The care you take when including remote workers in meeting speaks volumes about the extent of your bias. Don’t get 90% of the way through a meeting in a riveting discussion only to give Jennifer in Omaha her special five minutes at the end. As a company leader, you need to support participation for people, not their locations.
Because most communication is nonverbal, those people also need to be visible to each other. Two-way video conferencing reveals the subtle clues meeting parties need to understand the intention and to recognize interventions in conversation.
Day 3 – I ran our team meeting 100% remote, and it was quite hard! (We’re usually a mix of office/remote.) I generally sit in the conf room & rely on body language/group energy for feedback & motivation. Was hard to read, but did capture these gorgeous smiles! #WFHWeek pic.twitter.com/p4yqAJhndX
— Rebecca Corliss (@repcor) July 31, 2019
3. Intentional management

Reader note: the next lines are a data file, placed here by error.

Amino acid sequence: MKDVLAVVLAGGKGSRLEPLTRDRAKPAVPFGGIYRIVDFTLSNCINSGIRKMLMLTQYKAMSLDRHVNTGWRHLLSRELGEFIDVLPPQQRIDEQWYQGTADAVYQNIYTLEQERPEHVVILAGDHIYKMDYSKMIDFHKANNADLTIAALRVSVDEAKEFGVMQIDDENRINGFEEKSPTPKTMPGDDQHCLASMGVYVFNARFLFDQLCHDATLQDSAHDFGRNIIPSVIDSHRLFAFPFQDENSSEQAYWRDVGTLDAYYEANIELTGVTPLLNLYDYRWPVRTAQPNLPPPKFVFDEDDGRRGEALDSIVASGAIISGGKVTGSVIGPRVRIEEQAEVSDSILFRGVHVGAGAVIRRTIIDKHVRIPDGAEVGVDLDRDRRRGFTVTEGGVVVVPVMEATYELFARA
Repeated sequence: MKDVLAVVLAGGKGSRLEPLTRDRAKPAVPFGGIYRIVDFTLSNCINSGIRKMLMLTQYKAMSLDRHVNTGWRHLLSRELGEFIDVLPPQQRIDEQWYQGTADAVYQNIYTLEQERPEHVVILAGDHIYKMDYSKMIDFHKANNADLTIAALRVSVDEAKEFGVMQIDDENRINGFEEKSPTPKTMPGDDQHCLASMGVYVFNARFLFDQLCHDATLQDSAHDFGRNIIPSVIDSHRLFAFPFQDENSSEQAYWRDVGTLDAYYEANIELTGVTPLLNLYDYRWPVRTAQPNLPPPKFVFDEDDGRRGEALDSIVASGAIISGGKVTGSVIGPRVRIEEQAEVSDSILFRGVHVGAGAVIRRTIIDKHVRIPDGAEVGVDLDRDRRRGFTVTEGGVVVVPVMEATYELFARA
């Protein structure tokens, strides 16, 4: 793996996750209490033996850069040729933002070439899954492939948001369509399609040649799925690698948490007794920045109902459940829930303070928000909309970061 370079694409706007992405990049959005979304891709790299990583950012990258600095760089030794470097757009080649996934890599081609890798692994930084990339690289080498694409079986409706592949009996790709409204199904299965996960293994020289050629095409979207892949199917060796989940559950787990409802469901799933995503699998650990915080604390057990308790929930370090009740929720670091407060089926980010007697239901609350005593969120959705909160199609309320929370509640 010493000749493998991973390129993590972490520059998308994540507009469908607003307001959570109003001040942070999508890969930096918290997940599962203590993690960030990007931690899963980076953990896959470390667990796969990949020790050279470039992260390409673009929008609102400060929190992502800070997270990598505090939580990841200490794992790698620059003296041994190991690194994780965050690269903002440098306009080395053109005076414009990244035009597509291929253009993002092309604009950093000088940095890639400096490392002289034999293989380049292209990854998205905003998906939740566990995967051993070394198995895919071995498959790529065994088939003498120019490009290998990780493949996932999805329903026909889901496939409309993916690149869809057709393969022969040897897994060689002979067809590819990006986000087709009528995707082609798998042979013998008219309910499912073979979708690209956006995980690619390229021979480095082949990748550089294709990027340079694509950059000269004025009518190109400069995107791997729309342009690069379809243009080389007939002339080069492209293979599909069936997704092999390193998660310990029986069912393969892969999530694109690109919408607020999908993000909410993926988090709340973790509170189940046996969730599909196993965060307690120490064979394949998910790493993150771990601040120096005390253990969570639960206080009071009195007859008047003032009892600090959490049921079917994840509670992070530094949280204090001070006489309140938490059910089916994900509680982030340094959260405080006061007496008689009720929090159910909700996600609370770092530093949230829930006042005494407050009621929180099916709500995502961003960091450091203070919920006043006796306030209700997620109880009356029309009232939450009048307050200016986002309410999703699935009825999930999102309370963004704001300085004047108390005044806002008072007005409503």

When workers are remote from bosses, leaders’ all-important management style may need a reboot. How do you give staff the feedback and praise they need to meet their goals and get through the day? If you are the sort of manager who mosies through the cubicles every afternoon, that isn’t going to translate well in the nonphysical work world.
Some will attempt to gauge impact using the inadequate butts-in-seats method, or seek to translate their practices by measuring “time on chat” with remote workers. But this is usually a bad idea; in fact, fear that an employee is not working has an inverse relationship to the work itself. That is why I lean toward a results-led management style. We focus on measuring results regardless of when and where an employee does their work. For example, my department has a KPI scorecard that we manage and update weekly. Now I can easily see where my direct reports need support and can bring it up during my one-on-ones. This is something that can be helpful to both on-site and off-site workers alike.